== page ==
‘Polls won’t bring change’

via ‘Polls won’t bring change’ – DailyNews Live 13 January 2015 by Conrad Nyamutata

LONDON – For nearly 35 years, we have lived under self-delusion.

That delusion is that, we, the totality of Zimbabweans “own” this country.

We hear about sovereignty that must be guarded jealously.

Ordinarily, yes, that is what popular sovereignty presupposes — that all of us have ownership of a country.

But, in our case, this has been a delusion.

This delusion has been sustained in a number of ways, including, multi-partyism, the holding of periodic “democratic” elections and implementation of a supposedly fair redistributive project.

A lot of analyses have gone into our post-colonial experience.

The critiques have, rightly, unpacked the social, economic and political problems against promises of a venerated “liberation” struggle.

But these are secondary issues. When deconstructed, the root of Zimbabwe’s problems is the “ownership” question.

For lack of an immediate authoritative source, the Wikipedia definition of “delusion” as “a belief held with strong conviction despite superior evidence to the contrary” will suffice.

I say we have lived under self-delusion because superior evidence has shown that Zimbabwe has never been and is not owned by all of us.

The rhetoric may sound all-embracing but the reality is that Zanu PF owns this country, or has effectively claimed so.

We all know the source of this “ownership” claim; they fought and “liberated” the country, et cetera.

At the core of Zimbabwe’s problems is this ownership question. Since independence, we have allowed a political party — not all Zimbabweans — to claim exclusive ownership of the country.

To be sure, the “ownership” problem is almost intractable. The liberation struggle is a historical fact. And challenging those that claim participation in it to change their ways has been problematic.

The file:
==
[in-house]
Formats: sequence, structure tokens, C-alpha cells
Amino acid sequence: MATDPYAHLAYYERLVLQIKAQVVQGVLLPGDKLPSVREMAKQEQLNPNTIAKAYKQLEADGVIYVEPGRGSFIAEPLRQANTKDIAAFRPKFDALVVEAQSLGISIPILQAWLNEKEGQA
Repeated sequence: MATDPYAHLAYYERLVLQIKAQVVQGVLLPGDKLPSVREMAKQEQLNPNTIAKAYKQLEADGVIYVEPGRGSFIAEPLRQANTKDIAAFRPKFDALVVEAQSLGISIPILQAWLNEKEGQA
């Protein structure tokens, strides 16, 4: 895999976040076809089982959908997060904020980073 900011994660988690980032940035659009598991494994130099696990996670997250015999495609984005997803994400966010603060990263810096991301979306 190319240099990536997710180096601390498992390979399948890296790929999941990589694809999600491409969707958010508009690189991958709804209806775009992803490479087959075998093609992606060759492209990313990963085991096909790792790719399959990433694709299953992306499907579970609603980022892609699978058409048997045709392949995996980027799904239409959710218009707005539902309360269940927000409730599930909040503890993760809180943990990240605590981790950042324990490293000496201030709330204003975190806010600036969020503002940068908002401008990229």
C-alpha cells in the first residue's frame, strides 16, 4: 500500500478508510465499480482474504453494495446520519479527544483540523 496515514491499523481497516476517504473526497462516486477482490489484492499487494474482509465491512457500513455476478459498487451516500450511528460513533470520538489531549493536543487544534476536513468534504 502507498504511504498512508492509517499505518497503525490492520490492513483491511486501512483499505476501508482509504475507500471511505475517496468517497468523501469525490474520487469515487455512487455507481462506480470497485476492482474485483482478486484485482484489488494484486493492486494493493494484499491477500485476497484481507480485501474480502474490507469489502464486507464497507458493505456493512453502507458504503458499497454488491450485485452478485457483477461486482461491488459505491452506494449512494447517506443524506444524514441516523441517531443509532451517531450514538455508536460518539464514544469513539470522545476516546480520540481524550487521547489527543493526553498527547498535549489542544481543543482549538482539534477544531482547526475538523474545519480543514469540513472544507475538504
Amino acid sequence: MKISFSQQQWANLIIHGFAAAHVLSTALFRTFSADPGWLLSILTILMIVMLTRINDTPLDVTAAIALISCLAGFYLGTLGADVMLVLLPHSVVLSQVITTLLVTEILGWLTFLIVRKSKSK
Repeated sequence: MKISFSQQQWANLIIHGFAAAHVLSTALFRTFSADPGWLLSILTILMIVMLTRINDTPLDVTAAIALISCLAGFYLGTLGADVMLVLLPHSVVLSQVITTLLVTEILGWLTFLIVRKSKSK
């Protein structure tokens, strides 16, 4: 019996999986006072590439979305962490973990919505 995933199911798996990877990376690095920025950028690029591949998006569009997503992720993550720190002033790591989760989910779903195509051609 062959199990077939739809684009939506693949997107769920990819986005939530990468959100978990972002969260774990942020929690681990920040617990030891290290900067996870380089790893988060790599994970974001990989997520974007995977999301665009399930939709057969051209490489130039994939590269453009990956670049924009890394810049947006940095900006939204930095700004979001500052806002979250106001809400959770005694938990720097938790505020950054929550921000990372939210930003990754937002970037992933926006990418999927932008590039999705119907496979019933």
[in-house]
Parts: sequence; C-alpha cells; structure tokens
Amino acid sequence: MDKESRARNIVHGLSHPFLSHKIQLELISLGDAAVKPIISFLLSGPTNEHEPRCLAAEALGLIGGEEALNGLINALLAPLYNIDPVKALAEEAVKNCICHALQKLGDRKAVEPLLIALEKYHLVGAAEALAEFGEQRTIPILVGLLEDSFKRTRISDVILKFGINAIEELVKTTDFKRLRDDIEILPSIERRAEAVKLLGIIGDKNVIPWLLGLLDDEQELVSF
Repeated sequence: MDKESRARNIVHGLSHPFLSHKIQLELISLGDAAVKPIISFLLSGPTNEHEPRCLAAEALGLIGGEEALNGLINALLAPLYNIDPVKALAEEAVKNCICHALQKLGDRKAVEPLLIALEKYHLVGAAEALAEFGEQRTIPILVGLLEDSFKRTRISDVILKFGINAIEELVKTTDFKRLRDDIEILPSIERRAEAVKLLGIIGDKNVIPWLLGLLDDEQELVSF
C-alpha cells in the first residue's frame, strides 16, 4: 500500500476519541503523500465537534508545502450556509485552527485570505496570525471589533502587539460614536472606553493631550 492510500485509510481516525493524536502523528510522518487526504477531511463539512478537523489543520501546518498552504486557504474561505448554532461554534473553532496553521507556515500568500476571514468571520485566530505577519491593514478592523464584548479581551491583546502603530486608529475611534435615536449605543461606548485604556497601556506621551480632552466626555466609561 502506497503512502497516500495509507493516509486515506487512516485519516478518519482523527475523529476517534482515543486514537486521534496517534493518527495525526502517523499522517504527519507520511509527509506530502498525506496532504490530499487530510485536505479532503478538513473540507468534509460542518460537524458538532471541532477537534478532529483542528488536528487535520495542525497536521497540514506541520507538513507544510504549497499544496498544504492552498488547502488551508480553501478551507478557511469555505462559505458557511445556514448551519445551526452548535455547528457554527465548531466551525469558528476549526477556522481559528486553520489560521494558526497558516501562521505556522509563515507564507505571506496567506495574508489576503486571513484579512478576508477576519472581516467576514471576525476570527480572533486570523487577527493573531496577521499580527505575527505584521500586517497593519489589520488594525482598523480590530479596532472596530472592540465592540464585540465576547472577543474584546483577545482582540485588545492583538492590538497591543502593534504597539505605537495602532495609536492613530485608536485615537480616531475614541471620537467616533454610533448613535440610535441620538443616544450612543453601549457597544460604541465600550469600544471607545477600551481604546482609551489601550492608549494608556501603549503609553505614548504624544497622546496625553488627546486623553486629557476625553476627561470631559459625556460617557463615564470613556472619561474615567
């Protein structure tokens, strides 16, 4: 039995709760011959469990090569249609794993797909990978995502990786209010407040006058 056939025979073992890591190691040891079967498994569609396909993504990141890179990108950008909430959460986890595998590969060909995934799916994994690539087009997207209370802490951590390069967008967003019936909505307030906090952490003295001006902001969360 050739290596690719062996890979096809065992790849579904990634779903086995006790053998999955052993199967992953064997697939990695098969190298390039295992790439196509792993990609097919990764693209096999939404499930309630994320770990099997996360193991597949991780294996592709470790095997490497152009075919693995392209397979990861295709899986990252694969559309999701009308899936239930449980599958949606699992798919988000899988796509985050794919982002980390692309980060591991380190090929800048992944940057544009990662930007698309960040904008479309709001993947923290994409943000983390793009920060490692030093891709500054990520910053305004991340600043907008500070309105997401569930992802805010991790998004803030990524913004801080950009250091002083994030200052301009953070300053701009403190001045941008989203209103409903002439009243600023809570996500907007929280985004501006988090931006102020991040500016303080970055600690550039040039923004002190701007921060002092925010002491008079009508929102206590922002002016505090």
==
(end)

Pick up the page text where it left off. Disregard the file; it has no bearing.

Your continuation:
But resolving Zimbabwe’s problems involves changing mind-sets on the “ownership” question.

Unless this “ownership” conundrum is resolved, Zimbabwe will remain stuck.

The “ownership” question is the biggest problem because nothing stands in its way — not protests, not democracy, not human rights, not elections. Zanu PF would rather face sanctions and let people suffer than relinquish “ownership of its country.”

With this mentality, elections are only deceptive rituals. The 2008 poll was a huge mistake on the part of Zanu PF after it acquiesced to external pressure resulting in a modicum of “free” elections.

As a consequence, it nearly ceded “ownership of its country” unwittingly. To quote Grace Mugabe then: “Nyika yakanga yatoenda” (The country was nearly gone) in reference to her husband’s defeat by MDC leader Morgan Tsvangirai by what has always been believed to be a higher margin than official results announced five weeks later.

The coalition government followed. As the subsequent elections showed, anything near a free and fair election is a gamble Zanu PF will never repeat.

Yet, as self-deluded as we are, we still speak with enthusiastic anticipation about the 2018 elections.

The evidence simply shows that, with Zanu PF’s current mind-set, elections will not bring any change in this country.